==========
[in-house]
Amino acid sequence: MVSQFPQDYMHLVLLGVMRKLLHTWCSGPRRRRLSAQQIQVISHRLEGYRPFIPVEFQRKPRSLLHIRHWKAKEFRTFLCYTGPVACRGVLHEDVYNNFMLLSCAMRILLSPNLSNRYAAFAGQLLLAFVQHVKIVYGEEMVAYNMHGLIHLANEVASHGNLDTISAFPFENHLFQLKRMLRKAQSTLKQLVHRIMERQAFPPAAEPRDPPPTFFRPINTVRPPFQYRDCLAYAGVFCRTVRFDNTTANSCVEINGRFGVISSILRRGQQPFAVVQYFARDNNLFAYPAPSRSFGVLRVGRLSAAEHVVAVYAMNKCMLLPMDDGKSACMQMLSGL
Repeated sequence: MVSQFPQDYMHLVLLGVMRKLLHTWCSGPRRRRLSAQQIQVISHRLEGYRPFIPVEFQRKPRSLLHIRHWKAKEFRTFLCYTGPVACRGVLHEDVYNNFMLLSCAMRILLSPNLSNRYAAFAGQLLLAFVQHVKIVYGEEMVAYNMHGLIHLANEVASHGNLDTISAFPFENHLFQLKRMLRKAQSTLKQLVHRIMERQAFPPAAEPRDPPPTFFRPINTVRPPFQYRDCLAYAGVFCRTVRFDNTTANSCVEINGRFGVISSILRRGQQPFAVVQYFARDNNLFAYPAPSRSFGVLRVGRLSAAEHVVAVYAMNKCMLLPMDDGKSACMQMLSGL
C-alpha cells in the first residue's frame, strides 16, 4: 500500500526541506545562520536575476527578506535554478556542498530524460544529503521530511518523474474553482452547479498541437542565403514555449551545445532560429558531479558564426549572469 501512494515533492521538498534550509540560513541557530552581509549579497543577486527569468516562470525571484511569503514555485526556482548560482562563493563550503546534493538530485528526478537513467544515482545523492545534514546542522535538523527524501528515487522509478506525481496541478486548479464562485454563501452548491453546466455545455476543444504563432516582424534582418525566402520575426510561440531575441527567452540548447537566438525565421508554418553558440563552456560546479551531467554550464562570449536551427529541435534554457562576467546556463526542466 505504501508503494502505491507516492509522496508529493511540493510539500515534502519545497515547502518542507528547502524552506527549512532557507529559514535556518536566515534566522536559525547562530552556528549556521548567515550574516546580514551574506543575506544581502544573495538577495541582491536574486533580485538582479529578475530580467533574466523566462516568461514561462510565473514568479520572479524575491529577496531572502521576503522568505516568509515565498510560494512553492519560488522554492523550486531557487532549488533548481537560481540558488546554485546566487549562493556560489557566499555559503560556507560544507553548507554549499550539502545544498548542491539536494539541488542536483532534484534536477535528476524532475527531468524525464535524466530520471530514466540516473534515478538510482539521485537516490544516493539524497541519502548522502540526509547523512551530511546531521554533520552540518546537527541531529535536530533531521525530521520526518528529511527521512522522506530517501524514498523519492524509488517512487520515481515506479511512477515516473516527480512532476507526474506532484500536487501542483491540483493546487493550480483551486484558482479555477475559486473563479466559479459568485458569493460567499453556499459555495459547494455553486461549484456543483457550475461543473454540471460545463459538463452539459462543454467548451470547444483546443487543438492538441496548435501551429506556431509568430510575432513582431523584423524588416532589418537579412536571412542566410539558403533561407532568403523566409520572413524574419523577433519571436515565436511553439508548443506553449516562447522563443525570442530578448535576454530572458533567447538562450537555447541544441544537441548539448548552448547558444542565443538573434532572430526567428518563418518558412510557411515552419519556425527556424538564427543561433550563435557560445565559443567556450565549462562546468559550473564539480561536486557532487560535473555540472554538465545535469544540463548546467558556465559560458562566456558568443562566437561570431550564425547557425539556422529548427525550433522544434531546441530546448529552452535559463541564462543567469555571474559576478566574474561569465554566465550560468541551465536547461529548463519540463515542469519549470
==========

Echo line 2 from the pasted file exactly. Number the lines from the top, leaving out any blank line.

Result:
Amino acid sequence: MVSQFPQDYMHLVLLGVMRKLLHTWCSGPRRRRLSAQQIQVISHRLEGYRPFIPVEFQRKPRSLLHIRHWKAKEFRTFLCYTGPVACRGVLHEDVYNNFMLLSCAMRILLSPNLSNRYAAFAGQLLLAFVQHVKIVYGEEMVAYNMHGLIHLANEVASHGNLDTISAFPFENHLFQLKRMLRKAQSTLKQLVHRIMERQAFPPAAEPRDPPPTFFRPINTVRPPFQYRDCLAYAGVFCRTVRFDNTTANSCVEINGRFGVISSILRRGQQPFAVVQYFARDNNLFAYPAPSRSFGVLRVGRLSAAEHVVAVYAMNKCMLLPMDDGKSACMQMLSGL